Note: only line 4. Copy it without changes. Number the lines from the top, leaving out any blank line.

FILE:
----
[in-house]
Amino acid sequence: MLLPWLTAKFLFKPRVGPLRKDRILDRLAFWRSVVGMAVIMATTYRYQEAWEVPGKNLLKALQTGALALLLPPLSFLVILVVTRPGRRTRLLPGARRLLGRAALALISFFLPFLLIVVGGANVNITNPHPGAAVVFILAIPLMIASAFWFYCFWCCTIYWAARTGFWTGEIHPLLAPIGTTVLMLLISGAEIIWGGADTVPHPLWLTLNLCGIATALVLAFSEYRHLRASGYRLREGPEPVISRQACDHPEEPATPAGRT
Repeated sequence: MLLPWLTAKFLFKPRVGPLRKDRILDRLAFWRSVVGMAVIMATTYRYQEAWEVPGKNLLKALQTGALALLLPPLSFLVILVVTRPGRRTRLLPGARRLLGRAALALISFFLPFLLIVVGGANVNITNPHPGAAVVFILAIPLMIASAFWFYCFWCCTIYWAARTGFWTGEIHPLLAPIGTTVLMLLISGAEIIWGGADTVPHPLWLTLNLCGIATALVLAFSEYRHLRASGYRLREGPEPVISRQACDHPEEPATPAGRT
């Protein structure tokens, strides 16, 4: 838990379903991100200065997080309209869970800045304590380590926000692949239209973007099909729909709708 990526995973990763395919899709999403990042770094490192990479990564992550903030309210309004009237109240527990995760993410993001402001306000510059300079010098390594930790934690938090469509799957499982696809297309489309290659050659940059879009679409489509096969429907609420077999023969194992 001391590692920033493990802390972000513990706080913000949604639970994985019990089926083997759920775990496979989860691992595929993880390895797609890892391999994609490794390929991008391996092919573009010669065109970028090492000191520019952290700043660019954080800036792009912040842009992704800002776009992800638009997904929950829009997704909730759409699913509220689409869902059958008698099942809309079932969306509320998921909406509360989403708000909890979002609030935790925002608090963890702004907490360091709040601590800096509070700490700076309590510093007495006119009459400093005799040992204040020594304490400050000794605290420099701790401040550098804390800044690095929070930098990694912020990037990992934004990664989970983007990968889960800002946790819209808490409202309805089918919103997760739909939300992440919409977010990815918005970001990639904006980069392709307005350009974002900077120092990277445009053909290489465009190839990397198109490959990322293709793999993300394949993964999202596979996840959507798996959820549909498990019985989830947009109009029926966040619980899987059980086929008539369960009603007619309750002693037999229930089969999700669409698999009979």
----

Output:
């Protein structure tokens, strides 16, 4: 838990379903991100200065997080309209869970800045304590380590926000692949239209973007099909729909709708 990526995973990763395919899709999403990042770094490192990479990564992550903030309210309004009237109240527990995760993410993001402001306000510059300079010098390594930790934690938090469509799957499982696809297309489309290659050659940059879009679409489509096969429907609420077999023969194992 001391590692920033493990802390972000513990706080913000949604639970994985019990089926083997759920775990496979989860691992595929993880390895797609890892391999994609490794390929991008391996092919573009010669065109970028090492000191520019952290700043660019954080800036792009912040842009992704800002776009992800638009997904929950829009997704909730759409699913509220689409869902059958008698099942809309079932969306509320998921909406509360989403708000909890979002609030935790925002608090963890702004907490360091709040601590800096509070700490700076309590510093007495006119009459400093005799040992204040020594304490400050000794605290420099701790401040550098804390800044690095929070930098990694912020990037990992934004990664989970983007990968889960800002946790819209808490409202309805089918919103997760739909939300992440919409977010990815918005970001990639904006980069392709307005350009974002900077120092990277445009053909290489465009190839990397198109490959990322293709793999993300394949993964999202596979996840959507798996959820549909498990019985989830947009109009029926966040619980899987059980086929008539369960009603007619309750002693037999229930089969999700669409698999009979």